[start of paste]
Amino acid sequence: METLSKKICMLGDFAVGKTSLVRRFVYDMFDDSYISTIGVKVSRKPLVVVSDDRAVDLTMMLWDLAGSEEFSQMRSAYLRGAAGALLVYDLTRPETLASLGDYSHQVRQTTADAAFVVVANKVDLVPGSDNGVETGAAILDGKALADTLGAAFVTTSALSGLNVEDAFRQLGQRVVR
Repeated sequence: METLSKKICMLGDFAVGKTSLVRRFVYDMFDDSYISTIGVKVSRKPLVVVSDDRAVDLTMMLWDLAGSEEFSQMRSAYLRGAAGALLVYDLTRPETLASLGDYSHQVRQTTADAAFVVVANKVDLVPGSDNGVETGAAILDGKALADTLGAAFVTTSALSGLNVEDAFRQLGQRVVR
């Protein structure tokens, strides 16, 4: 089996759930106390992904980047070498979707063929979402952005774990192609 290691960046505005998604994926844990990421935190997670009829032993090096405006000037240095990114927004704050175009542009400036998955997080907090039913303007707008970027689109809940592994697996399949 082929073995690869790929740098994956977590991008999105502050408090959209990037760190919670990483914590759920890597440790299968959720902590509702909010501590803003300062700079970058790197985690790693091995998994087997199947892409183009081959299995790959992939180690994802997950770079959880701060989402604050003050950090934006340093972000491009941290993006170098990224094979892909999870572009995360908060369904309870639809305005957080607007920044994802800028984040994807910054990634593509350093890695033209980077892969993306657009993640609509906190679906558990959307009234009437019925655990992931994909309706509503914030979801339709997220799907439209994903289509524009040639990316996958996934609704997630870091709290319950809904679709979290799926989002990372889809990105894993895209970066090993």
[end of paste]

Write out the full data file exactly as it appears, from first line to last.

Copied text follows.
Amino acid sequence: METLSKKICMLGDFAVGKTSLVRRFVYDMFDDSYISTIGVKVSRKPLVVVSDDRAVDLTMMLWDLAGSEEFSQMRSAYLRGAAGALLVYDLTRPETLASLGDYSHQVRQTTADAAFVVVANKVDLVPGSDNGVETGAAILDGKALADTLGAAFVTTSALSGLNVEDAFRQLGQRVVR
Repeated sequence: METLSKKICMLGDFAVGKTSLVRRFVYDMFDDSYISTIGVKVSRKPLVVVSDDRAVDLTMMLWDLAGSEEFSQMRSAYLRGAAGALLVYDLTRPETLASLGDYSHQVRQTTADAAFVVVANKVDLVPGSDNGVETGAAILDGKALADTLGAAFVTTSALSGLNVEDAFRQLGQRVVR
């Protein structure tokens, strides 16, 4: 089996759930106390992904980047070498979707063929979402952005774990192609 290691960046505005998604994926844990990421935190997670009829032993090096405006000037240095990114927004704050175009542009400036998955997080907090039913303007707008970027689109809940592994697996399949 082929073995690869790929740098994956977590991008999105502050408090959209990037760190919670990483914590759920890597440790299968959720902590509702909010501590803003300062700079970058790197985690790693091995998994087997199947892409183009081959299995790959992939180690994802997950770079959880701060989402604050003050950090934006340093972000491009941290993006170098990224094979892909999870572009995360908060369904309870639809305005957080607007920044994802800028984040994807910054990634593509350093890695033209980077892969993306657009993640609509906190679906558990959307009234009437019925655990992931994909309706509503914030979801339709997220799907439209994903289509524009040639990316996958996934609704997630870091709290319950809904679709979290799926989002990372889809990105894993895209970066090993």